Monday, May 16, 2011

Trusting a Skinny Chef: Gwyneth Paltrow’s My Father’s Daughter Cookbook

It’s Saturday morning at 6:45am and I just finished eating one (okay, two) of the oatmeal raisin cookies that I made from Gwyneth Paltrow’s new cookbook, My Father’s Daughter: Delicious, Easy Recipes Celebrating Family and Togetherness. I was introduced to the concept of “breakfast dessert” while visiting friends in Montreal a few years ago and, as someone always looking for socially acceptable ways of consuming more sweets, I immediately loved the idea. Then, while visiting Turkey last year, I was served Turkish delight after dessert…a dessert dessert! I think it’s the European way of prolonging every meal and lingering over food and conversation. Paltrow would approve. Her recipes are about preparing food with love for those we love: using wholesome ingredients to pleasurably create scrumptious dishes. So if my mother saw what goes into these oatmeal raisin cookies, even she might approve of having them for breakfast.

The abundance of celebrity cookbooks (Alicia Silverstone, Suzanne Sommers, Eva Longoria, Trisha Yearwood) makes it easy to dismiss Paltrow’s book as just another marketing agent of her media empire, which includes movies, television and the website/blog Indeed, whenever I pick up a cookbook with a modelesque woman on the cover, I immediate assume one of two things: (1) the recipes are “diet” recipes and therefore insipid and uninspired or (2) the cookbook has been ghost-written and has little to do with the person on the cover. My assumption was dead wrong for My Father’s Daughter. The recipes are tested, tasty and truthful. In fact, almost every recipe opens with an anecdotal sentence about Paltrow’s memories of the dish, how she involves her children in its preparation or simply why she loves it so much. Paltrow’s children are central to this book (she claims that she is her children’s mother every bit as much as she is her father’s daughter) and there are lots of practical tips on how to get children involved in making meals. The recipes not only bring people together for eating, but also for cooking. Children, inexperienced chefs and even just taste testers, can join the culinary action.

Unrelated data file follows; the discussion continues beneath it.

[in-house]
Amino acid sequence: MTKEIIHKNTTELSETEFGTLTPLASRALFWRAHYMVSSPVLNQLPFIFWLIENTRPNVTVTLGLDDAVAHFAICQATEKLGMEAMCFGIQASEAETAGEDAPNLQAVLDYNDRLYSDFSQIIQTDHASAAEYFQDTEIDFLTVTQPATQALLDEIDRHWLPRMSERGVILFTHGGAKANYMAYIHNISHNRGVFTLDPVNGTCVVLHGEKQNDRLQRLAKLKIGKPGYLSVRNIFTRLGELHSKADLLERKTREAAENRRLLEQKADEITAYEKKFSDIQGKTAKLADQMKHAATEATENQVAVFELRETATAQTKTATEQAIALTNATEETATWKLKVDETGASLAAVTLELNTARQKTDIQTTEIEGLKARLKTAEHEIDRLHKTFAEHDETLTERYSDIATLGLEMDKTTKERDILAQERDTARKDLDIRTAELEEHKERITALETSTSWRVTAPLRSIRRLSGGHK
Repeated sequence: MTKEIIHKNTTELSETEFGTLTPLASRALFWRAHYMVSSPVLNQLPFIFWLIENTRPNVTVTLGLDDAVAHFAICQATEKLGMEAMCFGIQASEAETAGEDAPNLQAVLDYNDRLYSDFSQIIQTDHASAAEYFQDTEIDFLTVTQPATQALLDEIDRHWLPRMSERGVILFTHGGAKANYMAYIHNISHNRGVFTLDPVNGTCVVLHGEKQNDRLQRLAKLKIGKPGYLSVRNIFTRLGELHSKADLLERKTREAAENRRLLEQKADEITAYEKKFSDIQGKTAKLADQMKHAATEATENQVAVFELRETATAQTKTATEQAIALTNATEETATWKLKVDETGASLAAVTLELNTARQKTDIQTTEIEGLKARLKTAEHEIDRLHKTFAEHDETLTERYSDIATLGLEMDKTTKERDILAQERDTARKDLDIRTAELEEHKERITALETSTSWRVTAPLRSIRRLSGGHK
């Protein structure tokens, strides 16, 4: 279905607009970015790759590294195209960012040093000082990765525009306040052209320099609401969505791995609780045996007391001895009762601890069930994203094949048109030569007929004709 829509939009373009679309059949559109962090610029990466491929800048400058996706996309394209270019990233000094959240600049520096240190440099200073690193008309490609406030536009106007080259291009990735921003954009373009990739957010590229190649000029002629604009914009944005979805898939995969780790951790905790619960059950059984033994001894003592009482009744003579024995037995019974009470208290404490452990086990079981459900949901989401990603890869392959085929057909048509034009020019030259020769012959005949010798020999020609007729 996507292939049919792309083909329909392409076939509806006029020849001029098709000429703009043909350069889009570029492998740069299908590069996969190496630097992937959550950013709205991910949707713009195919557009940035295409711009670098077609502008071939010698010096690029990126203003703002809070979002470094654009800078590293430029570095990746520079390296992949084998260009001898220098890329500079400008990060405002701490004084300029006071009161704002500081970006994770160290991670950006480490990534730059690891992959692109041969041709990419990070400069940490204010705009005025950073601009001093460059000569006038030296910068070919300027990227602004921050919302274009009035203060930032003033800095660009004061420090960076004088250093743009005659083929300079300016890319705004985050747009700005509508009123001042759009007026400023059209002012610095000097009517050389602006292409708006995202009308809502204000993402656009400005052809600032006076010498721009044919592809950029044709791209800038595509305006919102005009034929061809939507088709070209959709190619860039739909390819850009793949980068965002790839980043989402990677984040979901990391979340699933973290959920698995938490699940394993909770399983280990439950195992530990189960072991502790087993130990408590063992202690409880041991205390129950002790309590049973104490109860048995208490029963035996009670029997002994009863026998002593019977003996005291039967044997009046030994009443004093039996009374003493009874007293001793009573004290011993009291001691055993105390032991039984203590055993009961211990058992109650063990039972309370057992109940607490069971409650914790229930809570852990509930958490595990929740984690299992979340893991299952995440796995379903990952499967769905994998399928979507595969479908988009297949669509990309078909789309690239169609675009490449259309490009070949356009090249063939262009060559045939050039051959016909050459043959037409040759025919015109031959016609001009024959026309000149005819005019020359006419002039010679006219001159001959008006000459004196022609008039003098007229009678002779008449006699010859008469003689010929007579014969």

Sunday, May 15, 2011

Luna Sea Radio: 12,000 Songs, 33.33 Days

As a very special gift for my 50th birthday, my friend and Critics At Large colleague, Kevin Courrier, made me 45 mp3 discs containing hundreds upon hundreds of songs. His intention had been to do 50 discs, but he ran out of songs. He has since made three more, bringing the total to 48 and he recently promised the last two to bring it to the full 50.

I started listening to this fantastic array of music in November 2009, a couple of months after the actual 'eventful' day. I did a very rough calculation that there were 48 discs, containing about 250 songs each. The total was 12,000 songs. If the average song length was 4 minutes, it would work out to about 48,000 minutes of music. To turn that into days, I divided by 60 to give me hours and then 24 to give me days. It worked out to 33.33 days. In other words, if I played Kevin's mp3s every day, it would take me 33.33 days to listen to it all (or, in the parlance of the old long-play LP, 33 1/3). I found that incredibly appropriate. I picked the song total at random without any idea what it would turn out to be. That it was 33 1/3 seemed right. It didn't take me 33.33 days; it took me 18 months. I didn't listen every day. I tended to only put the discs on while writing at work (yes, I work as a professional writer when I'm not writing a blog – addicted, or what?), so I didn't hear the discs on the weekend (with the exception of four discs I brought home with me and listened to out of order). Around the time of my book launch on October 19, 2011, I made two 75-minute discs of French music that for about a month became my preferred listening. As I've outlined in my post on U2's "Beautiful Day," I find music is my best way to keep a, well, beautiful day, or in this case night, alive. So, I interrupted the flow of Kevin's music with those two discs of French songs. So, it probably should have only taken me 17 months.